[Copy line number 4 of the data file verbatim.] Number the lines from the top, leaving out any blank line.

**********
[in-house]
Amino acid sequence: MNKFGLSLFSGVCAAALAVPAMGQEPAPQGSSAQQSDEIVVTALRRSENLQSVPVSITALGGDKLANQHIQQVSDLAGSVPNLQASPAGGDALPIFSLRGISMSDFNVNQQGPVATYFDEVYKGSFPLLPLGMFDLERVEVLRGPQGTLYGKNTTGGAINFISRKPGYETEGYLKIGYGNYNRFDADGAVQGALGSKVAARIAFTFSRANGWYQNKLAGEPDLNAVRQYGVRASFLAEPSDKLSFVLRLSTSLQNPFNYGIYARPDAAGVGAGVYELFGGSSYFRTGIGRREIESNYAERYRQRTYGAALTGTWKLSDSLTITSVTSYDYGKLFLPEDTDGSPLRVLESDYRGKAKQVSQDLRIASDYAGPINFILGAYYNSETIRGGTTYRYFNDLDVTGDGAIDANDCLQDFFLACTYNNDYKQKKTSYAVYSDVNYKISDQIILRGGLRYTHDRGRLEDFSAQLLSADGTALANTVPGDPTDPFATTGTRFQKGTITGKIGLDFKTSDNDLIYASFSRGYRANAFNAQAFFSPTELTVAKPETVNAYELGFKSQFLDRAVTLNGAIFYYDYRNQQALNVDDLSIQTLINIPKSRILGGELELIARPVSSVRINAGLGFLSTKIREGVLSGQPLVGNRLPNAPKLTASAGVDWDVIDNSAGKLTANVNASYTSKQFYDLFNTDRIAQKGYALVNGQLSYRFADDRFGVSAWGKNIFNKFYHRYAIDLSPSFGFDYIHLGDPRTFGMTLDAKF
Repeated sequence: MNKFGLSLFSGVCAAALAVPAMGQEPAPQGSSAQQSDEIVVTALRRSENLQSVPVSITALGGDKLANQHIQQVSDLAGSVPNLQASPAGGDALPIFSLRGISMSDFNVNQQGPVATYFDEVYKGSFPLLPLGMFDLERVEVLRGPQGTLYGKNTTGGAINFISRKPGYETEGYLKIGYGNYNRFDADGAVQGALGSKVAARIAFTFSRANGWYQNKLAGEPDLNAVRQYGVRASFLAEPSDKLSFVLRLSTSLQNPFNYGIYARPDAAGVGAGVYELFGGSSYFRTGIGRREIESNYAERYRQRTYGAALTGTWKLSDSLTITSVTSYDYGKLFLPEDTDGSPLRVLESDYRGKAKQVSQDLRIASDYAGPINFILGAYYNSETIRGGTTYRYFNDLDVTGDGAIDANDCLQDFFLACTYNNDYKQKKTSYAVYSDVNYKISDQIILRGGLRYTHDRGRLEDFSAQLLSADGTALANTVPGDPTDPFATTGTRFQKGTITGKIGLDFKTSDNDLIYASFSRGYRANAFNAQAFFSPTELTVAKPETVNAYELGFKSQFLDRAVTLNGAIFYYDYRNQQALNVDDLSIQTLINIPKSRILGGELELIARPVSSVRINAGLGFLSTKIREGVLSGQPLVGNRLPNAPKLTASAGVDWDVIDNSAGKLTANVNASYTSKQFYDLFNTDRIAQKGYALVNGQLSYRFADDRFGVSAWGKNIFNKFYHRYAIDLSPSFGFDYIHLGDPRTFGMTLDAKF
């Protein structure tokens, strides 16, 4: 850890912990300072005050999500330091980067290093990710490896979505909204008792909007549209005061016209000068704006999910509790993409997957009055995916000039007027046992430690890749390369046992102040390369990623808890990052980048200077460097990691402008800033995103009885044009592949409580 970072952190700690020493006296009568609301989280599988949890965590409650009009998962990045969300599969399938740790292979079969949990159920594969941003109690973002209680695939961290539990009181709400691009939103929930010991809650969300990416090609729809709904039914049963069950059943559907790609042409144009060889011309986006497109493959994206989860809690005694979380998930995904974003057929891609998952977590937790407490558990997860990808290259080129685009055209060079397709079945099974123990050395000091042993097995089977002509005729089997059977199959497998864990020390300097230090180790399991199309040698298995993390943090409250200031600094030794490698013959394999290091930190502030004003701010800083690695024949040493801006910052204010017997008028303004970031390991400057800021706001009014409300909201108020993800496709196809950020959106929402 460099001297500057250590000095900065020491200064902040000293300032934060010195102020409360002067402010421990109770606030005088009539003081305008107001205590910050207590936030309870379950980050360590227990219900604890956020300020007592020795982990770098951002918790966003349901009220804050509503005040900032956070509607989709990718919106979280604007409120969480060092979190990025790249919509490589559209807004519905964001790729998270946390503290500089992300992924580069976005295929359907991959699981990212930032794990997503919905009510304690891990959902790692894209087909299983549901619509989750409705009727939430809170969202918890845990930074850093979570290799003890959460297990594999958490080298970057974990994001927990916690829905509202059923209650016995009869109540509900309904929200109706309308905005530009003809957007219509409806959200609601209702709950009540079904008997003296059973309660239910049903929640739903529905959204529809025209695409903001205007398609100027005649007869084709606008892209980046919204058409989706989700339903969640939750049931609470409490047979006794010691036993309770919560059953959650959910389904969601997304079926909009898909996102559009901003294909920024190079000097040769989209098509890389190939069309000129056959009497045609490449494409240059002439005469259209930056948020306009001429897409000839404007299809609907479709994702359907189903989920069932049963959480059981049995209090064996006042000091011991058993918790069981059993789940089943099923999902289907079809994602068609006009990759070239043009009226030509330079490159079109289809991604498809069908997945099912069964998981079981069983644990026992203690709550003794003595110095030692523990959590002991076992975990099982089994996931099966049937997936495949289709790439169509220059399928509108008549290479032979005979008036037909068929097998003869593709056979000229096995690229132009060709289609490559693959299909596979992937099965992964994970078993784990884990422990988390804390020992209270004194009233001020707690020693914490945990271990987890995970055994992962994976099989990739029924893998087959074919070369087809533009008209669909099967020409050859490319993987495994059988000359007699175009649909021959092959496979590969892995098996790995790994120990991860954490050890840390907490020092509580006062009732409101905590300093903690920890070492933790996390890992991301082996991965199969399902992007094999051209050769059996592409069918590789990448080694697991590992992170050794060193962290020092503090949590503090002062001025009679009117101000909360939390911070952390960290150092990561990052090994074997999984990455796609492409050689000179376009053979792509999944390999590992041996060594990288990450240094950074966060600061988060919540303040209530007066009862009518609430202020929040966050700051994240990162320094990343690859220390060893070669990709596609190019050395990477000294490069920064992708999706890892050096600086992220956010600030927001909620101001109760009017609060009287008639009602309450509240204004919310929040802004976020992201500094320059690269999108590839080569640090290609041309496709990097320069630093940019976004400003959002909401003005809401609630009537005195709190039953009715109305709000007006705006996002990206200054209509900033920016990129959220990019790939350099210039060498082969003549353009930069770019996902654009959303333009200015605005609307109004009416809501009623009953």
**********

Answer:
């Protein structure tokens, strides 16, 4: 850890912990300072005050999500330091980067290093990710490896979505909204008792909007549209005061016209000068704006999910509790993409997957009055995916000039007027046992430690890749390369046992102040390369990623808890990052980048200077460097990691402008800033995103009885044009592949409580 970072952190700690020493006296009568609301989280599988949890965590409650009009998962990045969300599969399938740790292979079969949990159920594969941003109690973002209680695939961290539990009181709400691009939103929930010991809650969300990416090609729809709904039914049963069950059943559907790609042409144009060889011309986006497109493959994206989860809690005694979380998930995904974003057929891609998952977590937790407490558990997860990808290259080129685009055209060079397709079945099974123990050395000091042993097995089977002509005729089997059977199959497998864990020390300097230090180790399991199309040698298995993390943090409250200031600094030794490698013959394999290091930190502030004003701010800083690695024949040493801006910052204010017997008028303004970031390991400057800021706001009014409300909201108020993800496709196809950020959106929402 460099001297500057250590000095900065020491200064902040000293300032934060010195102020409360002067402010421990109770606030005088009539003081305008107001205590910050207590936030309870379950980050360590227990219900604890956020300020007592020795982990770098951002918790966003349901009220804050509503005040900032956070509607989709990718919106979280604007409120969480060092979190990025790249919509490589559209807004519905964001790729998270946390503290500089992300992924580069976005295929359907991959699981990212930032794990997503919905009510304690891990959902790692894209087909299983549901619509989750409705009727939430809170969202918890845990930074850093979570290799003890959460297990594999958490080298970057974990994001927990916690829905509202059923209650016995009869109540509900309904929200109706309308905005530009003809957007219509409806959200609601209702709950009540079904008997003296059973309660239910049903929640739903529905959204529809025209695409903001205007398609100027005649007869084709606008892209980046919204058409989706989700339903969640939750049931609470409490047979006794010691036993309770919560059953959650959910389904969601997304079926909009898909996102559009901003294909920024190079000097040769989209098509890389190939069309000129056959009497045609490449494409240059002439005469259209930056948020306009001429897409000839404007299809609907479709994702359907189903989920069932049963959480059981049995209090064996006042000091011991058993918790069981059993789940089943099923999902289907079809994602068609006009990759070239043009009226030509330079490159079109289809991604498809069908997945099912069964998981079981069983644990026992203690709550003794003595110095030692523990959590002991076992975990099982089994996931099966049937997936495949289709790439169509220059399928509108008549290479032979005979008036037909068929097998003869593709056979000229096995690229132009060709289609490559693959299909596979992937099965992964994970078993784990884990422990988390804390020992209270004194009233001020707690020693914490945990271990987890995970055994992962994976099989990739029924893998087959074919070369087809533009008209669909099967020409050859490319993987495994059988000359007699175009649909021959092959496979590969892995098996790995790994120990991860954490050890840390907490020092509580006062009732409101905590300093903690920890070492933790996390890992991301082996991965199969399902992007094999051209050769059996592409069918590789990448080694697991590992992170050794060193962290020092503090949590503090002062001025009679009117101000909360939390911070952390960290150092990561990052090994074997999984990455796609492409050689000179376009053979792509999944390999590992041996060594990288990450240094950074966060600061988060919540303040209530007066009862009518609430202020929040966050700051994240990162320094990343690859220390060893070669990709596609190019050395990477000294490069920064992708999706890892050096600086992220956010600030927001909620101001109760009017609060009287008639009602309450509240204004919310929040802004976020992201500094320059690269999108590839080569640090290609041309496709990097320069630093940019976004400003959002909401003005809401609630009537005195709190039953009715109305709000007006705006996002990206200054209509900033920016990129959220990019790939350099210039060498082969003549353009930069770019996902654009959303333009200015605005609307109004009416809501009623009953």